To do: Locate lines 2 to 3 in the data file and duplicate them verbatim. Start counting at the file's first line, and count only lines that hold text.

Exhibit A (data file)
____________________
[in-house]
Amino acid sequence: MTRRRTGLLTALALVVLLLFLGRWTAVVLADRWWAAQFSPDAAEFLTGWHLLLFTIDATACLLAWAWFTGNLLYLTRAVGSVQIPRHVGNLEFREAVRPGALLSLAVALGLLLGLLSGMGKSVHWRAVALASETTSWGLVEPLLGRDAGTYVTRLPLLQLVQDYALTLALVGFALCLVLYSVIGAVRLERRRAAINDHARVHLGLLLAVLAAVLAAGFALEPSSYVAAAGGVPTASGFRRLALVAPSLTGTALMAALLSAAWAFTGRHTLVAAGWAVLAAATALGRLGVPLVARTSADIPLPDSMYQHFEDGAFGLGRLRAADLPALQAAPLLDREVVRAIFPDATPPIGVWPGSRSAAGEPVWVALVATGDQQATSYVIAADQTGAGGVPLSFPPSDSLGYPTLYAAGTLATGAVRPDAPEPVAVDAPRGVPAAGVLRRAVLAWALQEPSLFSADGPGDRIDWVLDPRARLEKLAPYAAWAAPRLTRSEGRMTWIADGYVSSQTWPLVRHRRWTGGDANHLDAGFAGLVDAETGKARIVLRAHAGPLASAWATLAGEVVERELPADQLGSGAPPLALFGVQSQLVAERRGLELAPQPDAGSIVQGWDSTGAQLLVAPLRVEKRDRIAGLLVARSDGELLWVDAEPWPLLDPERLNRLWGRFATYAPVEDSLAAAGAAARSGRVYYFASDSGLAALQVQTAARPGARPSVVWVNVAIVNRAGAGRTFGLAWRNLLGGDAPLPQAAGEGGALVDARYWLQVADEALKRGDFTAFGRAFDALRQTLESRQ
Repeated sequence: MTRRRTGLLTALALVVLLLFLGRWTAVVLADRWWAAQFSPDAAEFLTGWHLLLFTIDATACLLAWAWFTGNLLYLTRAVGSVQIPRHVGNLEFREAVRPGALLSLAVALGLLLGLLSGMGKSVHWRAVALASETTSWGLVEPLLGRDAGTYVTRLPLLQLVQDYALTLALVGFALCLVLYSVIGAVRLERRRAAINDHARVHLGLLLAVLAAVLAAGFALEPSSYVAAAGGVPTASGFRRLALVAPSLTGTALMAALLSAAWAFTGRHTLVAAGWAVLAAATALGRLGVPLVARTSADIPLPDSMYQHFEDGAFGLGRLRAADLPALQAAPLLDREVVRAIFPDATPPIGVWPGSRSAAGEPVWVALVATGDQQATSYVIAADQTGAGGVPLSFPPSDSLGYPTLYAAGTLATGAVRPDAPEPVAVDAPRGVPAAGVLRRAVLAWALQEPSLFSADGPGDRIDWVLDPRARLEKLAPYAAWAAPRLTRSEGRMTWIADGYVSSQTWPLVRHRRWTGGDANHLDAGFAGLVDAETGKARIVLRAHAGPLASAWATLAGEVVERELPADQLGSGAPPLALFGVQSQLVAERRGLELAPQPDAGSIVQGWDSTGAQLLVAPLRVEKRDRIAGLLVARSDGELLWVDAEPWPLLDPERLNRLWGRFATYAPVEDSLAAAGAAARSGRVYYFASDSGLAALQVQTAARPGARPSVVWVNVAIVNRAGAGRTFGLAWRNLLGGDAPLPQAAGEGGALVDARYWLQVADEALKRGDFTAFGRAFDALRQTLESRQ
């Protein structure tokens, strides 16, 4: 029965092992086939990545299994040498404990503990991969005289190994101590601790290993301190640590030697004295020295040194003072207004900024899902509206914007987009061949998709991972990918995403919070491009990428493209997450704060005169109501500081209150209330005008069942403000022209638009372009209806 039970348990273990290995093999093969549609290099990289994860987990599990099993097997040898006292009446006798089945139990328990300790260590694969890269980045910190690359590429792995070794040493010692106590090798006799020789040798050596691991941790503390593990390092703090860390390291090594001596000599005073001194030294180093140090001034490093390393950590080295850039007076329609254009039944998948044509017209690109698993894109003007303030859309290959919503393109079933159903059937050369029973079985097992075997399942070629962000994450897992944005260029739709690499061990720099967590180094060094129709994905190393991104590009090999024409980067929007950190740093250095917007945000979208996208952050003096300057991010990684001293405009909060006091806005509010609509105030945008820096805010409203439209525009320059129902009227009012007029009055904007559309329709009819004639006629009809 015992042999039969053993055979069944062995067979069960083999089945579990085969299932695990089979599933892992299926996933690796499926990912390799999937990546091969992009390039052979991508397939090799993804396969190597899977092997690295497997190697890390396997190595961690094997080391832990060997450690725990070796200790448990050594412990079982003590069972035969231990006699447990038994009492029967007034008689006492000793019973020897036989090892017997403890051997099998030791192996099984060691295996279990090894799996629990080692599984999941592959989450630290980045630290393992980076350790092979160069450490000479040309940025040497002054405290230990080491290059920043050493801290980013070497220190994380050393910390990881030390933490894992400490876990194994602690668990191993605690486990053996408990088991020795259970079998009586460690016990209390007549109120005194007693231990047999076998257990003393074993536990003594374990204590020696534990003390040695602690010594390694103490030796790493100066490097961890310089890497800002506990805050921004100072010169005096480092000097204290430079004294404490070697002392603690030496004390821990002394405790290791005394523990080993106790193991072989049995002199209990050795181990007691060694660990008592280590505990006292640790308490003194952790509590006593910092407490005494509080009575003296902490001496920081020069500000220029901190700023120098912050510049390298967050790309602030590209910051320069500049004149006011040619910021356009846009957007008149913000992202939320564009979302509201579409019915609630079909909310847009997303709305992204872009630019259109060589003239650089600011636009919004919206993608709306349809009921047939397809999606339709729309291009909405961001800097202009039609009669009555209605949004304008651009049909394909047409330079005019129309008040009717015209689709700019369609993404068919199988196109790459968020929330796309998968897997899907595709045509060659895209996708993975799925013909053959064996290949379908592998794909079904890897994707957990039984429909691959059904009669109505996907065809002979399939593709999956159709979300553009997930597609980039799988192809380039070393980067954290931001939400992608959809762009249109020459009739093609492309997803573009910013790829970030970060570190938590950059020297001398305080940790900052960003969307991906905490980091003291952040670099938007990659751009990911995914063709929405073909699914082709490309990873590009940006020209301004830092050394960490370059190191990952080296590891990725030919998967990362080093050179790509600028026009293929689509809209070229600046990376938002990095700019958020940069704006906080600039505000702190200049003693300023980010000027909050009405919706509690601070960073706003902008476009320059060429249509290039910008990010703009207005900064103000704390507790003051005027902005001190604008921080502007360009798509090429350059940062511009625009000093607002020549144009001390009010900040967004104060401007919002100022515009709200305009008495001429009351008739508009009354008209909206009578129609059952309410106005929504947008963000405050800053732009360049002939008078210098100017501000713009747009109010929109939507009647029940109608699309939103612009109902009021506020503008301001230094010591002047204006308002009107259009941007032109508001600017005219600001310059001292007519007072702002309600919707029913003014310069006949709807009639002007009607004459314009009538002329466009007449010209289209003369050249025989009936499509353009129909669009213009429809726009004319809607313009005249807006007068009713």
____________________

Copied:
Amino acid sequence: MTRRRTGLLTALALVVLLLFLGRWTAVVLADRWWAAQFSPDAAEFLTGWHLLLFTIDATACLLAWAWFTGNLLYLTRAVGSVQIPRHVGNLEFREAVRPGALLSLAVALGLLLGLLSGMGKSVHWRAVALASETTSWGLVEPLLGRDAGTYVTRLPLLQLVQDYALTLALVGFALCLVLYSVIGAVRLERRRAAINDHARVHLGLLLAVLAAVLAAGFALEPSSYVAAAGGVPTASGFRRLALVAPSLTGTALMAALLSAAWAFTGRHTLVAAGWAVLAAATALGRLGVPLVARTSADIPLPDSMYQHFEDGAFGLGRLRAADLPALQAAPLLDREVVRAIFPDATPPIGVWPGSRSAAGEPVWVALVATGDQQATSYVIAADQTGAGGVPLSFPPSDSLGYPTLYAAGTLATGAVRPDAPEPVAVDAPRGVPAAGVLRRAVLAWALQEPSLFSADGPGDRIDWVLDPRARLEKLAPYAAWAAPRLTRSEGRMTWIADGYVSSQTWPLVRHRRWTGGDANHLDAGFAGLVDAETGKARIVLRAHAGPLASAWATLAGEVVERELPADQLGSGAPPLALFGVQSQLVAERRGLELAPQPDAGSIVQGWDSTGAQLLVAPLRVEKRDRIAGLLVARSDGELLWVDAEPWPLLDPERLNRLWGRFATYAPVEDSLAAAGAAARSGRVYYFASDSGLAALQVQTAARPGARPSVVWVNVAIVNRAGAGRTFGLAWRNLLGGDAPLPQAAGEGGALVDARYWLQVADEALKRGDFTAFGRAFDALRQTLESRQ
Repeated sequence: MTRRRTGLLTALALVVLLLFLGRWTAVVLADRWWAAQFSPDAAEFLTGWHLLLFTIDATACLLAWAWFTGNLLYLTRAVGSVQIPRHVGNLEFREAVRPGALLSLAVALGLLLGLLSGMGKSVHWRAVALASETTSWGLVEPLLGRDAGTYVTRLPLLQLVQDYALTLALVGFALCLVLYSVIGAVRLERRRAAINDHARVHLGLLLAVLAAVLAAGFALEPSSYVAAAGGVPTASGFRRLALVAPSLTGTALMAALLSAAWAFTGRHTLVAAGWAVLAAATALGRLGVPLVARTSADIPLPDSMYQHFEDGAFGLGRLRAADLPALQAAPLLDREVVRAIFPDATPPIGVWPGSRSAAGEPVWVALVATGDQQATSYVIAADQTGAGGVPLSFPPSDSLGYPTLYAAGTLATGAVRPDAPEPVAVDAPRGVPAAGVLRRAVLAWALQEPSLFSADGPGDRIDWVLDPRARLEKLAPYAAWAAPRLTRSEGRMTWIADGYVSSQTWPLVRHRRWTGGDANHLDAGFAGLVDAETGKARIVLRAHAGPLASAWATLAGEVVERELPADQLGSGAPPLALFGVQSQLVAERRGLELAPQPDAGSIVQGWDSTGAQLLVAPLRVEKRDRIAGLLVARSDGELLWVDAEPWPLLDPERLNRLWGRFATYAPVEDSLAAAGAAARSGRVYYFASDSGLAALQVQTAARPGARPSVVWVNVAIVNRAGAGRTFGLAWRNLLGGDAPLPQAAGEGGALVDARYWLQVADEALKRGDFTAFGRAFDALRQTLESRQ